Travel news: Airline sells A380s back to Airbus, losing $14 million


This week in travel: transport woes, new “Global Geoparks,” Mediterranean islands you need to know about, plus the terrifying moment a passenger opened the airplane emergency door mid-air.

Planes, trains and strains

Funny how life goes. When Lufthansa decided in 2019 to sell nearly half of its A380 fleet back to Airbus, it didn’t know a pandemic would strike the next year. Or that just a few years later, because of “the steep rise in customer demand and the delayed delivery of ordered aircraft,” it would do an about-face and bring the world’s largest passenger plane back into service. Or that while the six A380s earmarked for sale were in storage, they’d suffer storm damage and nearly $14 million would have to be knocked off the $337 million price tag.

That last detail was spotted by the sleuths at aviation magazine aeroTELEGRAPH, while poring over Airbus’ annual report. But the German flag carrier isn’t the only European transport provider to be getting hit in the wallet of late.

Pity poor old Britain’s rail networks. While France has been rebooting its TGV trains and spearheading a continent-wide “rail revolution” – this week taking the step of banning some short-haul flights where high-speed rail alternatives are available – in England, train customers might soon not even be able to check their emails. A Department of Transport spokesperson confirmed to CNN that free Wi-Fi could be the first to face the chop in cost cuts because “our railways are currently not financially sustainable.”

Worse things happen at sea, the saying goes. And that seems to be the case with a new three-year cruise that was scheduled to sail from Istanbul in November. Just a few months after the bookings were opened, the voyage appeared to be in crisis, with questions about the ship and passengers requesting refunds.

It’s Memorial Day weekend in the United States – the unofficial start of summer. If this weekend’s travel forecast is any indication, it’s going to be a very busy season for travelers. The good news? Some experts seem to think that it will be less hellacious at US airports than it was last summer.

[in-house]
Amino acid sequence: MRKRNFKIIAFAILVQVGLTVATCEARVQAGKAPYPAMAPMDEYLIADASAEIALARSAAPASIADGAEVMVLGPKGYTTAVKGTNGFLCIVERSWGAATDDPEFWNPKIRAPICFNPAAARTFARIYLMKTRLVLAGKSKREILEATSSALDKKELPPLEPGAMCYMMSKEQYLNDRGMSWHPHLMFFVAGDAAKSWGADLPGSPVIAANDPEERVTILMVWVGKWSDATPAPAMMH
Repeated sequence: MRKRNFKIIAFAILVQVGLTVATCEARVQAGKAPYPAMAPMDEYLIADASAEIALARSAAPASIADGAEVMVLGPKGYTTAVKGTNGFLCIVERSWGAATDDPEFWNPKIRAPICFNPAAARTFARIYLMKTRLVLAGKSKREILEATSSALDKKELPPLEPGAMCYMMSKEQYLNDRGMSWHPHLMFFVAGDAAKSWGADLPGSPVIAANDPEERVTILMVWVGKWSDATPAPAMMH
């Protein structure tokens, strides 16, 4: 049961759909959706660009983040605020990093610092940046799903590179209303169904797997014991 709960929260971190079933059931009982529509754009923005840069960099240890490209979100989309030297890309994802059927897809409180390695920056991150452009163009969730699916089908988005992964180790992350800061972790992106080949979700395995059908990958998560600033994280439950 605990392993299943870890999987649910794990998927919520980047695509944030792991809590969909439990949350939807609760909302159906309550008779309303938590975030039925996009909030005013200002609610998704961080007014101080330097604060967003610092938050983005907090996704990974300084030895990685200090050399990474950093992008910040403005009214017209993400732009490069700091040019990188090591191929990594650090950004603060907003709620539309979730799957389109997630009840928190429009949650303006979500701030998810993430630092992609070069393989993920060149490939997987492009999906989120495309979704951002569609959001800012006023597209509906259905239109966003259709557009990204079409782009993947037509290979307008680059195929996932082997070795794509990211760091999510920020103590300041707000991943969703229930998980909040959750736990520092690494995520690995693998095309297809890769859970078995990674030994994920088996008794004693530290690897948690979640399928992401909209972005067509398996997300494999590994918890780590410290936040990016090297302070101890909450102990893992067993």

Once you jostle with the masses, there’s usually plenty of room to stretch out on the best US beaches. Just be careful in the surf. The least-visited US national parks are also primo locations for easier breathing.

Hiker with map, Morne Mountains, County Down, Northern Ireland

For those about to rock, we salute you. UNESCO has just announced 18 new Global Geoparks, honored landscapes for their outstanding geological heritage. The UK’s newest one is Northern Ireland’s Morne Gullion Strangford. This mountainous terrain has a 400-million-year history, but in this most recent blip in geological time, it’s best known as a key “Game of Thrones” location and inspiration for CS Lewis’ Narnia books.

New Zealand and the Philippines are first-timers on the list. Waitaki Whitestone, on New Zealand’s South Island, provides evidence of the Earth’s eighth continent, Zealandia, formed 80 million years ago, of which 94% remains submerged. Bohol Island in the Philippines is famed for its karstic geosites, including caves, sinkholes and the cone-shaped Chocolate Hills.

Law and order

We regret to inform you that airline passengers are at it again. A “belligerent” woman was cited after hitting a Frontier Airlines flight attendant with an intercom phone; a husband sparked outrage after flying first class and leaving his wife and kids in economy; and a man somehow opened the emergency door mid-air as an Asiana Airlines plane was coming in to land. See the terrifying footage here.

And in another reminder that wild animals are not our playthings, rangers at Yellowstone National Park were forced to euthanize a bison calf that had been rejected by its herd after it was handled by a park visitor. Finally, Florida’s Zoo Miami has ended “kiwi encounters” petting experiences after video footage caused outrage in New Zealand, where the animal is the national bird.

Malta, Gozo and Comino


The Mediterranean nation of Malta is made up of three inhabited islands, where you can enjoy everything from the world’s oldest prehistoric temples to family-friendly beaches and top-class scuba diving.

We shouldn’t have to compromise on sound quality when it comes to listening to our favorite music or podcasts when far from home. Our partners at CNN Underscored, a product review and recommendation guide owned by CNN, have tested 17 Bluetooth speakers to find the best for your needs and budget.

An empty sand plot in Dubai sold for a record $34 million.

You’d think sand was easy to come by in the desert, but this stuff’s on a luxury island.

A 93-year-old woman made history as the oldest living person to visit every US National Park.

And her grandson was with her for the whole seven-year ride.

Sure, regular plane-spotting is cool…

But have you ever tried it from a Japanese hot spring?